ALL ROADS LEAD HOME
Louis Vuitton’s spring collection recalls the searing plains of Africa and the punklittered streets of London.
NEED FOR SPEED
“Near Anilao, there are some drives that I like. The roads are quite twisted and winding, but they’re pretty cool, because you can drive right next to the beach,” says Marlon Stockinger.
Serpentine paths like the ones up in Batangas can transport the Swiss-Filipino racer to his favorite roads in Europe—not as smooth, perhaps, but scenic. Ironically, in Manila he finds himself flying more often than sitting behind a wheel. You can’t help but imagine how unbearable turning a corner must be for Stockinger, a man on the move, trained to race the circuit—on the edge and one hairpin turn closer to the verge—where you could lose control of a car or a component breaks or someone makes a mistake.
He isn’t the first Filipino to win a Formula race in Europe for nothing, and it’s his sharp mental focus that enables him to concentrate on a single task. He’s able to switch that on and off like a light. For agitated drivers, he extends a tip: “Keep your cool. Listen to opera music if you’re really stressed.”
Stockinger’s life was in the public eye long before he got involved with Miss Universe Pia Wurtzbach. He’s been driving ever since his father took him karting when he was nine, and when asked about the most memorable moment of his career, he says, “It’s when I drove the Formula One car here in the Philippines, simply because we were able to bring the pinnacle of motorsport here, and we were able to show that there was a Filipino in Formula One. That was a unique moment for me, and a first for the country.”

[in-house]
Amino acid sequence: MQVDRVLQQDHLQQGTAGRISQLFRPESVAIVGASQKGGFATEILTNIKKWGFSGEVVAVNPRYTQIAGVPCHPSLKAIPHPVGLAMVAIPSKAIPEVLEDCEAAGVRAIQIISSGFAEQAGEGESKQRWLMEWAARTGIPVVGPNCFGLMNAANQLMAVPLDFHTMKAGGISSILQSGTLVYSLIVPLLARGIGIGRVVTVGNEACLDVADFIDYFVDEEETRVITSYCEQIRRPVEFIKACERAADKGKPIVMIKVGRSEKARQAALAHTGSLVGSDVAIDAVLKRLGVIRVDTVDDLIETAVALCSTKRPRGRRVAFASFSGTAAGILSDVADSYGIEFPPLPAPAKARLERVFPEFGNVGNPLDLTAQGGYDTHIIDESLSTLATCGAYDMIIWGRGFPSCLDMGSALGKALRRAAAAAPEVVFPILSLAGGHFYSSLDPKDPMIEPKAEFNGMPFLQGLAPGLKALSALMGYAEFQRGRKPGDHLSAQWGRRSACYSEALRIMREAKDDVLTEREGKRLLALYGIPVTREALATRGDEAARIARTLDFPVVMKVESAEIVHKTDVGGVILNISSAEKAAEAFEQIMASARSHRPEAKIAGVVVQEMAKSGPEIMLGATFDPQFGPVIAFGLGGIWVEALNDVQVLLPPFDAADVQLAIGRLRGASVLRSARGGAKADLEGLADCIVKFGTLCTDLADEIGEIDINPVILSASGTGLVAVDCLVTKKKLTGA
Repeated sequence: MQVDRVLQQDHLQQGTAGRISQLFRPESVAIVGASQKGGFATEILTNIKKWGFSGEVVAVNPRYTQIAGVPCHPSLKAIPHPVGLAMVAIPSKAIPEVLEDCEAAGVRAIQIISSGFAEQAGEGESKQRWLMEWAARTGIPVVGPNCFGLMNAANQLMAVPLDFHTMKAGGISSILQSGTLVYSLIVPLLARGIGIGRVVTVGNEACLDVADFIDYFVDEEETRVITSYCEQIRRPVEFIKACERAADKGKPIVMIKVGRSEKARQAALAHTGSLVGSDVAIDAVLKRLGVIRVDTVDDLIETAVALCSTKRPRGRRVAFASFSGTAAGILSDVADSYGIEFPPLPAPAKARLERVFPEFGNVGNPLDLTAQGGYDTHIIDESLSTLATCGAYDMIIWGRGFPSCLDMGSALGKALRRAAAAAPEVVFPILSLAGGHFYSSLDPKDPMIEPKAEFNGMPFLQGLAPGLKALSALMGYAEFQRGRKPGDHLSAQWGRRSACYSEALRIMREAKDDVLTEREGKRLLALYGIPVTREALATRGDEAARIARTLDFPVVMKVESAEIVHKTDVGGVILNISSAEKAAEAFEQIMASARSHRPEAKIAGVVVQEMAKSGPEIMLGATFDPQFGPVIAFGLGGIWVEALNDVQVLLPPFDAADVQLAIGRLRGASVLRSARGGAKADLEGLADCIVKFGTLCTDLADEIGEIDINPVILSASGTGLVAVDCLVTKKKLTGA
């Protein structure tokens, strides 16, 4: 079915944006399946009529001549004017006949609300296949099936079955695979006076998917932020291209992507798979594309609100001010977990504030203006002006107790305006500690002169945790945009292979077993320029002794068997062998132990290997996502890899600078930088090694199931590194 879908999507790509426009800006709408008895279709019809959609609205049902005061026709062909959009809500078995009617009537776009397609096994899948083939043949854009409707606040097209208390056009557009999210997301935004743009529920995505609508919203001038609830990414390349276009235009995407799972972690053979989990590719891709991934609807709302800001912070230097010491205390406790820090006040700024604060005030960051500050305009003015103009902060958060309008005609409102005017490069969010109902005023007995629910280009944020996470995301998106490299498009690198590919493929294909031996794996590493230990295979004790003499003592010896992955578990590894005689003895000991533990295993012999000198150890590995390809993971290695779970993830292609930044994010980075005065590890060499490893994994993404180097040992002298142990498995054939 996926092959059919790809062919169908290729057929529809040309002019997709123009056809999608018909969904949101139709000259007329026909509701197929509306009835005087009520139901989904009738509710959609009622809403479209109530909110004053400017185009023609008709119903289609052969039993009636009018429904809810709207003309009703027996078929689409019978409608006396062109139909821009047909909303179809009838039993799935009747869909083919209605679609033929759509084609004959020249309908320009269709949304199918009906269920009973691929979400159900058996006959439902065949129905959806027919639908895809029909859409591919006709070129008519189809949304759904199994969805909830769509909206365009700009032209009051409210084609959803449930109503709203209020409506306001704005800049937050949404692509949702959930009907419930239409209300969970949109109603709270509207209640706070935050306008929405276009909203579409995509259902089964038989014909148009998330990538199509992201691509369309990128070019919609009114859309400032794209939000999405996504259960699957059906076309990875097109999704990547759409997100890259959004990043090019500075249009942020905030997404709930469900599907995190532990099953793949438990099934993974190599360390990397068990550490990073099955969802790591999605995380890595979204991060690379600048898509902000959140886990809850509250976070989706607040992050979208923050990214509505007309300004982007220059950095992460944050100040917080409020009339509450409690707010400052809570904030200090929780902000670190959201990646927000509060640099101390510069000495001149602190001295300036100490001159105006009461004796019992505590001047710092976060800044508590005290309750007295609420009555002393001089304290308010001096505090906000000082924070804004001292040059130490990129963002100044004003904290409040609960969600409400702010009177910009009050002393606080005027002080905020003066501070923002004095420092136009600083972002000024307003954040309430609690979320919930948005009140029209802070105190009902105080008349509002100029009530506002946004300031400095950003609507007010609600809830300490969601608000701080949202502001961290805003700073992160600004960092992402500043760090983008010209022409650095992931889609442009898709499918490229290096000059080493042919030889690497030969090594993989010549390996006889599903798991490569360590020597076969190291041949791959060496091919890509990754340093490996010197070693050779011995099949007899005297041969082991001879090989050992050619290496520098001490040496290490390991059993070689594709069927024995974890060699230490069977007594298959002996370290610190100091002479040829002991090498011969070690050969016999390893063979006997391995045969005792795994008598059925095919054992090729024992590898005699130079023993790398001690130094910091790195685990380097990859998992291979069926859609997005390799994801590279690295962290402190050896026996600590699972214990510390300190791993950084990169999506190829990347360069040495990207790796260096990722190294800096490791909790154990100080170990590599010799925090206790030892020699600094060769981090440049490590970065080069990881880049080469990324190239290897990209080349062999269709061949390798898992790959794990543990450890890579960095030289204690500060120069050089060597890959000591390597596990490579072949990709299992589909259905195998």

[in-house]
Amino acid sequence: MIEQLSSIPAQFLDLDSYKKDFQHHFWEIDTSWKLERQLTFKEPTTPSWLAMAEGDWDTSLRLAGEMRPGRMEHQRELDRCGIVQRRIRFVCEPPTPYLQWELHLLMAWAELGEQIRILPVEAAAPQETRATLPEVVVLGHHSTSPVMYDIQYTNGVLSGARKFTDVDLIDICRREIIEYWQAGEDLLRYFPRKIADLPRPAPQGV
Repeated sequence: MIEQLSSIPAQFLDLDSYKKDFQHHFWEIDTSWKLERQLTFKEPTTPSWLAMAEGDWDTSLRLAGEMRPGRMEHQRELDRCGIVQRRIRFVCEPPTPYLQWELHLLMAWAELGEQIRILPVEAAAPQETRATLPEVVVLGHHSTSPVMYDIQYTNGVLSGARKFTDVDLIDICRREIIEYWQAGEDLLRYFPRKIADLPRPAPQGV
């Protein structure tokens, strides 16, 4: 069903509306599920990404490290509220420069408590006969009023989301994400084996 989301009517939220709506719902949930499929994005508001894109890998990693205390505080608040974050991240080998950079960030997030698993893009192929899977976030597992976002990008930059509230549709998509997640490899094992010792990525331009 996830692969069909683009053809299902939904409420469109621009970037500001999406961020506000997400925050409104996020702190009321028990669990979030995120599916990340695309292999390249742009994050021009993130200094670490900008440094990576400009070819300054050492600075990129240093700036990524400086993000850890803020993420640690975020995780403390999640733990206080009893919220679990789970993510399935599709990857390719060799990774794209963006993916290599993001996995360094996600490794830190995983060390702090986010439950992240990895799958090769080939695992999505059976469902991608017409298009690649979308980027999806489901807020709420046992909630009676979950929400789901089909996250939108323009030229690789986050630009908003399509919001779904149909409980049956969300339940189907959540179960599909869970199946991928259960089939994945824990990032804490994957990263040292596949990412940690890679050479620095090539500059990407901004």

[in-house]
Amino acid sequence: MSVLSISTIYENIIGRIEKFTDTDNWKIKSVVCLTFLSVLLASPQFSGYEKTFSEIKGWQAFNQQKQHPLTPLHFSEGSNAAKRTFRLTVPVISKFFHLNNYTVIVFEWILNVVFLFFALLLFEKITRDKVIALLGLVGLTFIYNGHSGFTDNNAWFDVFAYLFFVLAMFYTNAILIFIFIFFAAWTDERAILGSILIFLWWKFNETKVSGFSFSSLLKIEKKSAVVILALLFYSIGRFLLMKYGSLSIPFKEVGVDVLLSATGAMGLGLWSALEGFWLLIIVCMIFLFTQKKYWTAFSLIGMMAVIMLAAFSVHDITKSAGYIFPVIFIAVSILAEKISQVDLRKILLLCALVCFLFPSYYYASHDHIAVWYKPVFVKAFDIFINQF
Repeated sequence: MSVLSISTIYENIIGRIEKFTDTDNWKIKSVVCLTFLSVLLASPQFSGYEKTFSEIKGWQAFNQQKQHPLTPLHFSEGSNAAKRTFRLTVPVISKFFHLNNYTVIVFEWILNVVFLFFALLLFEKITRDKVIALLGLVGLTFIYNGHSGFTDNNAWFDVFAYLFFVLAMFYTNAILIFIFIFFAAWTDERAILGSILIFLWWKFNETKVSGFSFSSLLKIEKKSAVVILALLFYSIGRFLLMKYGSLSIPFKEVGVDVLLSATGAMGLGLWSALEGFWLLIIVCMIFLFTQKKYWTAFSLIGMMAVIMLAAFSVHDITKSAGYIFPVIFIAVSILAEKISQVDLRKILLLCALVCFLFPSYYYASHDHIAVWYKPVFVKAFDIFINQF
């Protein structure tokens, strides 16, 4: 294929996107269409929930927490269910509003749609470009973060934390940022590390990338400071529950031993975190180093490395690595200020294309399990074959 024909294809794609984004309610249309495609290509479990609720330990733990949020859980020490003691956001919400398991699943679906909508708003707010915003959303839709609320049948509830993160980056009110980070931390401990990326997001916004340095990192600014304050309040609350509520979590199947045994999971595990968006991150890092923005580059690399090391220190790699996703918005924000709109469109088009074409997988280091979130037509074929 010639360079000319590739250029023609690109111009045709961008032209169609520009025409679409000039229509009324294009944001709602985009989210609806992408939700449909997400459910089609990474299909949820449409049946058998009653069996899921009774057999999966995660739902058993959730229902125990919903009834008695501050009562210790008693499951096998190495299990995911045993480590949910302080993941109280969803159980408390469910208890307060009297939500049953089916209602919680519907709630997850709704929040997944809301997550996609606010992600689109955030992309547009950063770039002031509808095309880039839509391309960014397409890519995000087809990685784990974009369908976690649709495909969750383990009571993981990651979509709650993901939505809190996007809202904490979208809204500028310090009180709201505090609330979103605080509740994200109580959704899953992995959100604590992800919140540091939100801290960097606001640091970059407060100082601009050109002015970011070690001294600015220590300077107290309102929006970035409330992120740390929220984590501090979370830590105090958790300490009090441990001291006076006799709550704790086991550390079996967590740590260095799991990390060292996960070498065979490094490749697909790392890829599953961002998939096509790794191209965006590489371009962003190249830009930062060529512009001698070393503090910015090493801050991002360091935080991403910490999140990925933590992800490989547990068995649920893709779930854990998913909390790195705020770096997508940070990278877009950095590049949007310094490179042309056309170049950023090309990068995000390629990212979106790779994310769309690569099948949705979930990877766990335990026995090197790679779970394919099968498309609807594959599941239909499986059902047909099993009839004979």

He’s grateful for the scrutiny if it can lead more people to learn about his sport. “What I’d like to see in the Philippines is more support going toward that, maybe from the government and private sectors, for younger racing drivers—even drivers like myself who are established.”
There’s a lot of work off the track, which also comes naturally to him. “It’s more about learning how to lose as much as trying to win. You start to learn that beyond what you do in the race car, there are a lot of things that sometimes aren’t in your control,” he says. It’s a fine balance, letting go and staying focused all at once, but the best ones always come through.